The First Fleet, containing the officers and convicts who would first settle Australia, arrived in Botany Bay on the 18th of January 1788. The colony’s Governor, Captain Arthur Phillip, immediately determined that there was insufficient fresh water, an absence of usable timber, poor quality soil and no safe harbour at Botany Bay. Thus the fleet was moved to Port Jackson, arriving on the 26th of January 1788. The penal colony of New South Wales struggled, but managed to survive largely through the efforts of Governor Phillip. He was a practical man who had suggested that convicts with experience in farming, building and crafts be included in the First Fleet, but his proposal was rejected. Phillip faced many obstacles in his attempts to establish the new colony. The convicts were not skilled in farming, and unwilling to work hard in the intense heat and humidity of Australia. British farming methods, seeds and implements were unsuitable for use in the different climate and soil, and the colony faced near-starvation in its first two years. On this day in 1790, twenty-five bushels of barley were successfully harvested. This went a long way towards alleviating food shortages. The colony finally succeeded in developing a solid foundation, agriculturally and economically, thanks to the perseverance of Captain Arthur Phillip.

 

On This Day – December 30, 1881

The Navigation Board commenccd an enquiry into the collision of the Julia Percy and Nelson, steamers, off Cape Otway, on Saturday last. The evidence showed that the night was fine and clear and the vessels lights distinctly seen.

On This Day – December 30, 1864

The brig Margaret Thompson, from Newcastle, N.S.W., to Adelaide, passed Cape Otway
to-day.

On this day …….. 30th of December 1934

A strong trouser belt saved a boy from falling beneath the wheels of a fast moving tram on this day in 1934. Jumping on the tram in George Street West, Sydney, the youngster slipped and fell on the coupling ripped through his trousers and caught his belt. He was dragged along for some distance before the tram was stopped. The boy was unharmed.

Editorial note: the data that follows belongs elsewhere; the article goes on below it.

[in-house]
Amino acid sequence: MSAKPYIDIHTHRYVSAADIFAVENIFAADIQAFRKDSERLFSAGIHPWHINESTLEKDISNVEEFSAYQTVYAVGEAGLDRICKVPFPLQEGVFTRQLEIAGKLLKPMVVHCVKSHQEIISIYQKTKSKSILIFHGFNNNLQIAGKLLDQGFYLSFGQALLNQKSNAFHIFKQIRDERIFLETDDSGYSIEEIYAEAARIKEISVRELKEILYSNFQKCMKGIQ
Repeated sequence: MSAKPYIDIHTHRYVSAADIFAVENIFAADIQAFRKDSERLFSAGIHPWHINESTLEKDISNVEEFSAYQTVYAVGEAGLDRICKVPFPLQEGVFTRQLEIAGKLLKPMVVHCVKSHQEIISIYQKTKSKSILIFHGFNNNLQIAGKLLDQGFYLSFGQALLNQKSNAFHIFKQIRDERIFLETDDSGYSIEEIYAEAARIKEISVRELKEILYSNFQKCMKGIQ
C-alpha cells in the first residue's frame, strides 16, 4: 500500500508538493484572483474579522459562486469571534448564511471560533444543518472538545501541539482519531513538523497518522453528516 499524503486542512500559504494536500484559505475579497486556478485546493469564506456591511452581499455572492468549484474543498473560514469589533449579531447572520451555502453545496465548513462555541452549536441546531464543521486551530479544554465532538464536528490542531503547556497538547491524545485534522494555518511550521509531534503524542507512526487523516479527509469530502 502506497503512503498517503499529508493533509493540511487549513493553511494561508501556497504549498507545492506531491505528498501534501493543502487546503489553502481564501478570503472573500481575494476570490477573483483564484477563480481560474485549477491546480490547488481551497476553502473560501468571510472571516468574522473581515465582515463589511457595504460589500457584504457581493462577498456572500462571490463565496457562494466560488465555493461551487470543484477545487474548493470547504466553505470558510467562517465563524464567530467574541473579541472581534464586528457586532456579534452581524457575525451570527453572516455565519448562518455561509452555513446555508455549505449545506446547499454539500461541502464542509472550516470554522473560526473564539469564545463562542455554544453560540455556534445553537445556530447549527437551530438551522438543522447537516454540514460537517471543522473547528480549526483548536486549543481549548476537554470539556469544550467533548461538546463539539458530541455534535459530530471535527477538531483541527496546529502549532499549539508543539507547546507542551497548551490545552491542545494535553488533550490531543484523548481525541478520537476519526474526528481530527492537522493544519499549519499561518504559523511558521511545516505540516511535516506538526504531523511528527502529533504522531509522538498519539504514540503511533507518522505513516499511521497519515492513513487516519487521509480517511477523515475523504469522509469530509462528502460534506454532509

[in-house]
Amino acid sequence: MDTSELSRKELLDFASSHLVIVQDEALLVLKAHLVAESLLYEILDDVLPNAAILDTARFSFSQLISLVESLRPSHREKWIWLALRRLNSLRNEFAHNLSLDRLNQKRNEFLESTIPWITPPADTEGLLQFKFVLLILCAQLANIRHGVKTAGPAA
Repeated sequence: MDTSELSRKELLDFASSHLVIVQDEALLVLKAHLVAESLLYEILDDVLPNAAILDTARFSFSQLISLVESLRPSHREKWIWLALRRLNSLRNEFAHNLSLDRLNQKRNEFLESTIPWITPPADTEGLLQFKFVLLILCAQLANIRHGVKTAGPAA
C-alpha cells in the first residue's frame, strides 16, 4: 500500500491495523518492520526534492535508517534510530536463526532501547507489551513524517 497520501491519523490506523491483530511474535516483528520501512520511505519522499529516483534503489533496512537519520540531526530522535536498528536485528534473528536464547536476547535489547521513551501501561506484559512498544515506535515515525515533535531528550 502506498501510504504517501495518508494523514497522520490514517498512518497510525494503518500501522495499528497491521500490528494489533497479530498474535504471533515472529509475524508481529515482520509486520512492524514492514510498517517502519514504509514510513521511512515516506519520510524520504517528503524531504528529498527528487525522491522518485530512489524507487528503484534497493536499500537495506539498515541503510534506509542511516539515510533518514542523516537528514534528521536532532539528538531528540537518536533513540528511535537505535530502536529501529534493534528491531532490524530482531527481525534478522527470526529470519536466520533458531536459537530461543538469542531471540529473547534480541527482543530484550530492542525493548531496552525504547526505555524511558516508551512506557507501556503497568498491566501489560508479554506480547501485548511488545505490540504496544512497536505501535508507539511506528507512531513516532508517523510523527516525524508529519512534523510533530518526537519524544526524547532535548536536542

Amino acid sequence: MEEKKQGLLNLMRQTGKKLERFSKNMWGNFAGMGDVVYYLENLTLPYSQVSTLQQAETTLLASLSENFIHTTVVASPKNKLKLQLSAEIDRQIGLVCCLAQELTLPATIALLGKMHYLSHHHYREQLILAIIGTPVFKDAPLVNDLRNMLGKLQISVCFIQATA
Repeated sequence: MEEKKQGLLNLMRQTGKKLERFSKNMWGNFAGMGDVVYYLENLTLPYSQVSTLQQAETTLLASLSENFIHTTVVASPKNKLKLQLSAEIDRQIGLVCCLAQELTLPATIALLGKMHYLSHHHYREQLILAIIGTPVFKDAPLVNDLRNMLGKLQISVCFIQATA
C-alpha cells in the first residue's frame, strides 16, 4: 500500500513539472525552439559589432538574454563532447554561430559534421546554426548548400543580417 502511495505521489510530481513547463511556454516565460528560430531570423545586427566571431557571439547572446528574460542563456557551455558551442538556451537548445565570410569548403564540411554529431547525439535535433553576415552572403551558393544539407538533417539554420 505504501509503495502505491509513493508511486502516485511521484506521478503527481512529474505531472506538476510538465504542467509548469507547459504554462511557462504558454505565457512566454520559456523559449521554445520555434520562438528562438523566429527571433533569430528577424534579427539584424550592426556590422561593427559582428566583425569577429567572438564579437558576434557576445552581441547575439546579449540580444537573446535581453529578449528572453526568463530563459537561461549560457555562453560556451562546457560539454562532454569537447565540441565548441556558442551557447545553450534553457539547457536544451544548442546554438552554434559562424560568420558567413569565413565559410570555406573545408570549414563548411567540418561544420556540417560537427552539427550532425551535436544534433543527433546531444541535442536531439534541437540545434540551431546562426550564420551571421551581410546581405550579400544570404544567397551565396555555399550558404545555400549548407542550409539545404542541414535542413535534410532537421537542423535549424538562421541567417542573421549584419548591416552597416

On this day …….. 30th of December 1949

Three men escaped from Ballarat gaol at three o’clock on this day in 1949, by climbing through a smell window in the gaol kitchen. The inmates are James Bretherton, labourer, Leslie Francis Carson, Labourer, and Sydney William Best. It is believed that the men joined blankets together and scaled the rear wall of the gaol. The escape was first reported by three children, who saw the prisoners running from behind the gaol. At the time, the gaol was out of communication with the police station, because of a telephone fault. All available police in the Ballarat district are searching for the men, who are thought to be heading for Melbourne.

 

ON THIS DAY – December 30, 1877

A most horrible murder happened in Sandhurst on this day in 1877, by a man named James Windrum, in High-street. The victim was Maud Crutchly, aged 25. It appeared that the woman was married, but at times cohabiting with Windrum and his daughter when her husband was away from home. On this day in question Windrum went to the woman’s house. On finding his daughter there he sent her to buy beer, which he and the woman drank. When the girl returned he sent her home. It was believed by police that Windrum was become jealous of the woman’s living arrangements, and during an argument struck her on the head with an axe, and she, in trying to save her head, had her fingers cut off. The axe, however, inflicted so severe a wound that she died in two hours after being admitted into the Bendigo Hospital. The men, on being arrested, presented a frightful spectacle, his clothes being covered with blood. He did not deny his guilt, but said that he committed the deed. Windrum had been drinking heavily.